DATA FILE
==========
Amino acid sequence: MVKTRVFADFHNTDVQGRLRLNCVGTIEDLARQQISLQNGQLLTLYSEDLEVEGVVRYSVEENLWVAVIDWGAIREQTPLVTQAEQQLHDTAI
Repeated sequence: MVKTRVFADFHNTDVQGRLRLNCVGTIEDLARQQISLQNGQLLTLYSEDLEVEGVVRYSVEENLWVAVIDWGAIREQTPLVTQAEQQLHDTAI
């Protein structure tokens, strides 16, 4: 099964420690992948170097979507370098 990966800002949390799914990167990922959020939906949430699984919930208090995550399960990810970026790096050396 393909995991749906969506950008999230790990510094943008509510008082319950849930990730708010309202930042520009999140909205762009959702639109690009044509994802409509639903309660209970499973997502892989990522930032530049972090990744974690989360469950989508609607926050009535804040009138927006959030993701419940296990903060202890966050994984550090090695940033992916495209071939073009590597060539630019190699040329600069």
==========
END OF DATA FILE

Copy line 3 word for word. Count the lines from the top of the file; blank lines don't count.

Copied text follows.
């Protein structure tokens, strides 16, 4: 099964420690992948170097979507370098 990966800002949390799914990167990922959020939906949430699984919930208090995550399960990810970026790096050396 393909995991749906969506950008999230790990510094943008509510008082319950849930990730708010309202930042520009999140909205762009959702639109690009044509994802409509639903309660209970499973997502892989990522930032530049972090990744974690989360469950989508609607926050009535804040009138927006959030993701419940296990903060202890966050994984550090090695940033992916495209071939073009590597060539630019190699040329600069």